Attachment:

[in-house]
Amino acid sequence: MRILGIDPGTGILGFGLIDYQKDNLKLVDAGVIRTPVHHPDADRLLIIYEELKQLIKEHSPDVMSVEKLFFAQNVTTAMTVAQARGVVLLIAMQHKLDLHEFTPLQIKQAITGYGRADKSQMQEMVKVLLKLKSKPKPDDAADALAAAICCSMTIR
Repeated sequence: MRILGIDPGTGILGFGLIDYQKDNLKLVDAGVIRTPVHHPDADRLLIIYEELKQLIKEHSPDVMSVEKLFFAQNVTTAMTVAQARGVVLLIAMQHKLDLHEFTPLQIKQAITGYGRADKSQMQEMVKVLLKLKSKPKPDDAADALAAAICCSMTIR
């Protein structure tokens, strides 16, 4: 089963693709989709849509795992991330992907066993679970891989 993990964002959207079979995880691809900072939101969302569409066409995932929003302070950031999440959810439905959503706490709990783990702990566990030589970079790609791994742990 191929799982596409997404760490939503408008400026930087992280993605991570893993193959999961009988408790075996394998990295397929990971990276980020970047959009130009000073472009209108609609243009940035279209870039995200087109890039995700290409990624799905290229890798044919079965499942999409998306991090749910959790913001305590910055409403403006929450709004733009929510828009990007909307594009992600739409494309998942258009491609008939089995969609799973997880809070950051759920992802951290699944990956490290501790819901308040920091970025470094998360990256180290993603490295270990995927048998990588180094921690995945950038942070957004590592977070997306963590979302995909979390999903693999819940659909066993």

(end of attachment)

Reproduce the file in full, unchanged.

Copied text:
[in-house]
Amino acid sequence: MRILGIDPGTGILGFGLIDYQKDNLKLVDAGVIRTPVHHPDADRLLIIYEELKQLIKEHSPDVMSVEKLFFAQNVTTAMTVAQARGVVLLIAMQHKLDLHEFTPLQIKQAITGYGRADKSQMQEMVKVLLKLKSKPKPDDAADALAAAICCSMTIR
Repeated sequence: MRILGIDPGTGILGFGLIDYQKDNLKLVDAGVIRTPVHHPDADRLLIIYEELKQLIKEHSPDVMSVEKLFFAQNVTTAMTVAQARGVVLLIAMQHKLDLHEFTPLQIKQAITGYGRADKSQMQEMVKVLLKLKSKPKPDDAADALAAAICCSMTIR
């Protein structure tokens, strides 16, 4: 089963693709989709849509795992991330992907066993679970891989 993990964002959207079979995880691809900072939101969302569409066409995932929003302070950031999440959810439905959503706490709990783990702990566990030589970079790609791994742990 191929799982596409997404760490939503408008400026930087992280993605991570893993193959999961009988408790075996394998990295397929990971990276980020970047959009130009000073472009209108609609243009940035279209870039995200087109890039995700290409990624799905290229890798044919079965499942999409998306991090749910959790913001305590910055409403403006929450709004733009929510828009990007909307594009992600739409494309998942258009491609008939089995969609799973997880809070950051759920992802951290699944990956490290501790819901308040920091970025470094998360990256180290993603490295270990995927048998990588180094921690995945950038942070957004590592977070997306963590979302995909979390999903693999819940659909066993």